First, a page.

A lot was pent up coming into this game against Ireland. The kids had looked old and rugged against India. They badly needed to express themselves, there had been too much of right areas, the Bangladeshi cricketers needed to let themselves go. Out came a trigger-happy batting side. All they managed was mindless cricket. It reminded you of what Dav Whatmore said of their cricket when he left them four years ago.
"The lack of basic knowledge is a bit staggering really," Whatmore had said then. "When these young cricketers were growing up in youth cricket, they weren't told about the basics of cricket." They were at it again. When they knew 250 would be a daunting total on this slow and low track, they kept getting out to adventurous shots, worst of them being sweeps from well outside off, against the turn of a left-arm spinner. Whether it was pressure or lack of cricketing sense, this was the crazy Bangladesh we know: one-fifths individual brilliance, four-fifths collective implosion.
In their defence, though, they came out a brave side. That's their strength. When they have team-mates by their side, when they can let their army of spinners apply a choke hold to the opposition, when most importantly they have 25,000 behind them in the stadium, and many more thousands waiting outside.
They dived, they caught, they bowled stump to stump. They celebrated every Ireland wicket - batsmen with little experience of playing on low and slow tracks - as if they had just claimed Ricky Ponting, Sachin Tendulkar and Brian Lara. Ashraful, who by his own standards managed a stunningly poor shot to get out for 1, reacted as if he had scored a goal in a World Cup final when he dismissed Andrew White, who didn't look at home against spin bowling of any kind.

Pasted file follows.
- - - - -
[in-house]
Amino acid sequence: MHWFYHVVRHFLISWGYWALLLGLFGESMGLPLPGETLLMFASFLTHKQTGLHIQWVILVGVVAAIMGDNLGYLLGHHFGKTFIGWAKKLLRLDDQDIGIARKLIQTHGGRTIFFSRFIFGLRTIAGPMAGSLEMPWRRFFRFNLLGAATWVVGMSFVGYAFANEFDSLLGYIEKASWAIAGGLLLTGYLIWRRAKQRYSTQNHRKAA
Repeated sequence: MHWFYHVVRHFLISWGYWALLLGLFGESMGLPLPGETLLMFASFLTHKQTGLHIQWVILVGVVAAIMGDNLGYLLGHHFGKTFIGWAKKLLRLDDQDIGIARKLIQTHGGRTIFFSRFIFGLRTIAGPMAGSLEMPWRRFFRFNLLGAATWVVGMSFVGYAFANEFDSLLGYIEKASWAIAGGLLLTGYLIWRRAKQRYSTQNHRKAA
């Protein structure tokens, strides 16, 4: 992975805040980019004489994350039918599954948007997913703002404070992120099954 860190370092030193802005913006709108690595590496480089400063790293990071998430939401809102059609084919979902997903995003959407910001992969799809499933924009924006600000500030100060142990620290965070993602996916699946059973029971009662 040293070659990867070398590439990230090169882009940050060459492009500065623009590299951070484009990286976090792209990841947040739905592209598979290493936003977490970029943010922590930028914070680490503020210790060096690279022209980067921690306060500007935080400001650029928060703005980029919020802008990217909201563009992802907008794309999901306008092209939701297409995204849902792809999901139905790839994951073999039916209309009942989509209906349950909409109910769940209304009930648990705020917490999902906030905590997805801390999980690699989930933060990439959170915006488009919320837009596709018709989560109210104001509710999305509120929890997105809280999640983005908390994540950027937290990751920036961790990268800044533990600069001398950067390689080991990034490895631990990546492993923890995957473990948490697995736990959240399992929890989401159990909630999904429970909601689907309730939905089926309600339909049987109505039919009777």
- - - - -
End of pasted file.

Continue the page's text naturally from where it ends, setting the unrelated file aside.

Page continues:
It might have put neutrals off, but Bangladesh needed to let it out. Defeat to Ireland would have crushed them. The tension was getting released with every step they took towards a first win. It culminated in that victory lap - not really a victory lap, Shakib will point out. Now that they have bitten this bullet, they should not be so muddled in their heads in the coming games, but if their batsmen are as suicidal as they were today, they will find teams who are not as obliging as Ireland were.
Mustafizur, Mosaddek, Mehidy, Nazmul - where did they all come from? By Mohammad Isam
Mark Nicholas: England's recklessness in the name of positivity is a sign that the art of batting in the longest format is no longer given due attention
Imran Yusuf ponders an age-old question
The Cricket Monthly
On tour in the UK, Firdose Moonda witnesses a fine comeback, visits the country's oldest pub, and squeezes in some yoga lessons
The memoirs of a fan who has seen the excellence and the excesses of the country's cricket
The month of November was all about the stars of yet another glorious Ashes series
He may be remembered for one delivery, but there was rather more to the Falstaff-like Warwickshire leggie born 98 years ago today
He is known to work hard on the field but not get the wickets he seemingly deserves. Harsh but true: it's because he doesn't bowl enough wicket-taking balls
1975 Perhaps the most audacious innings in Test history